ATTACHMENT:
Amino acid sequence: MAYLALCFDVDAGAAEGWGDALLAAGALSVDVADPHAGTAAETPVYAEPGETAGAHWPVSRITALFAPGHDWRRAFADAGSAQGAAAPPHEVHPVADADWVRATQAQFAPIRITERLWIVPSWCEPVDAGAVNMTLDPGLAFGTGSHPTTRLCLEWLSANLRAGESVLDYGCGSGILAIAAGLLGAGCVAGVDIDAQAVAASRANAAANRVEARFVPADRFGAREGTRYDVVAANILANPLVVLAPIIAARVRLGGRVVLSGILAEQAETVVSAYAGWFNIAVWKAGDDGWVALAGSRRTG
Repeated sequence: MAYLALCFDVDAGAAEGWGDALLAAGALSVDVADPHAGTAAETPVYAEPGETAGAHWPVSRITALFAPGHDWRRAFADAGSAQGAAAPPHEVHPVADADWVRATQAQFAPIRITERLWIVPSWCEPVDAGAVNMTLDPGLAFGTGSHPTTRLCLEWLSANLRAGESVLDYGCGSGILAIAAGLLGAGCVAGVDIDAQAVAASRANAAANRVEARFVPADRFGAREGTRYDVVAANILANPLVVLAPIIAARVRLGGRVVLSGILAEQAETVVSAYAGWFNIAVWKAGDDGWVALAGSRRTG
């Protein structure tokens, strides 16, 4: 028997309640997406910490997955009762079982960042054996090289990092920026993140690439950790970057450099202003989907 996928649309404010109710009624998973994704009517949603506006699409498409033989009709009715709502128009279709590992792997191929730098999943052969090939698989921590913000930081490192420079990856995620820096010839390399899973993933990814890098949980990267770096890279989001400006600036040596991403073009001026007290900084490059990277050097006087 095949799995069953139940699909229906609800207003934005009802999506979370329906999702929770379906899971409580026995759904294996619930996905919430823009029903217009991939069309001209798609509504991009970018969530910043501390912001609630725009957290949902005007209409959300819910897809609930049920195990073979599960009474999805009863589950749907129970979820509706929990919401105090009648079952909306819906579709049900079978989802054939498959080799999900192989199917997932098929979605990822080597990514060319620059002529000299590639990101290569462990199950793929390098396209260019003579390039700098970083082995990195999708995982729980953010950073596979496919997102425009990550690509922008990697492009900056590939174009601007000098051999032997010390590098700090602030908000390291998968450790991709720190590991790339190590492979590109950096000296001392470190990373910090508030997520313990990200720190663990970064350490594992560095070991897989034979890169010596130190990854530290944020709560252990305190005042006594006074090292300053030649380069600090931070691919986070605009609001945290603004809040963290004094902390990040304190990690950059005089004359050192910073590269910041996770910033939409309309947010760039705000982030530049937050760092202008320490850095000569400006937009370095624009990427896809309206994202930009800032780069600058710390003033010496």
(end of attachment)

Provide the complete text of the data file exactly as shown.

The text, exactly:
Amino acid sequence: MAYLALCFDVDAGAAEGWGDALLAAGALSVDVADPHAGTAAETPVYAEPGETAGAHWPVSRITALFAPGHDWRRAFADAGSAQGAAAPPHEVHPVADADWVRATQAQFAPIRITERLWIVPSWCEPVDAGAVNMTLDPGLAFGTGSHPTTRLCLEWLSANLRAGESVLDYGCGSGILAIAAGLLGAGCVAGVDIDAQAVAASRANAAANRVEARFVPADRFGAREGTRYDVVAANILANPLVVLAPIIAARVRLGGRVVLSGILAEQAETVVSAYAGWFNIAVWKAGDDGWVALAGSRRTG
Repeated sequence: MAYLALCFDVDAGAAEGWGDALLAAGALSVDVADPHAGTAAETPVYAEPGETAGAHWPVSRITALFAPGHDWRRAFADAGSAQGAAAPPHEVHPVADADWVRATQAQFAPIRITERLWIVPSWCEPVDAGAVNMTLDPGLAFGTGSHPTTRLCLEWLSANLRAGESVLDYGCGSGILAIAAGLLGAGCVAGVDIDAQAVAASRANAAANRVEARFVPADRFGAREGTRYDVVAANILANPLVVLAPIIAARVRLGGRVVLSGILAEQAETVVSAYAGWFNIAVWKAGDDGWVALAGSRRTG
């Protein structure tokens, strides 16, 4: 028997309640997406910490997955009762079982960042054996090289990092920026993140690439950790970057450099202003989907 996928649309404010109710009624998973994704009517949603506006699409498409033989009709009715709502128009279709590992792997191929730098999943052969090939698989921590913000930081490192420079990856995620820096010839390399899973993933990814890098949980990267770096890279989001400006600036040596991403073009001026007290900084490059990277050097006087 095949799995069953139940699909229906609800207003934005009802999506979370329906999702929770379906899971409580026995759904294996619930996905919430823009029903217009991939069309001209798609509504991009970018969530910043501390912001609630725009957290949902005007209409959300819910897809609930049920195990073979599960009474999805009863589950749907129970979820509706929990919401105090009648079952909306819906579709049900079978989802054939498959080799999900192989199917997932098929979605990822080597990514060319620059002529000299590639990101290569462990199950793929390098396209260019003579390039700098970083082995990195999708995982729980953010950073596979496919997102425009990550690509922008990697492009900056590939174009601007000098051999032997010390590098700090602030908000390291998968450790991709720190590991790339190590492979590109950096000296001392470190990373910090508030997520313990990200720190663990970064350490594992560095070991897989034979890169010596130190990854530290944020709560252990305190005042006594006074090292300053030649380069600090931070691919986070605009609001945290603004809040963290004094902390990040304190990690950059005089004359050192910073590269910041996770910033939409309309947010760039705000982030530049937050760092202008320490850095000569400006937009370095624009990427896809309206994202930009800032780069600058710390003033010496």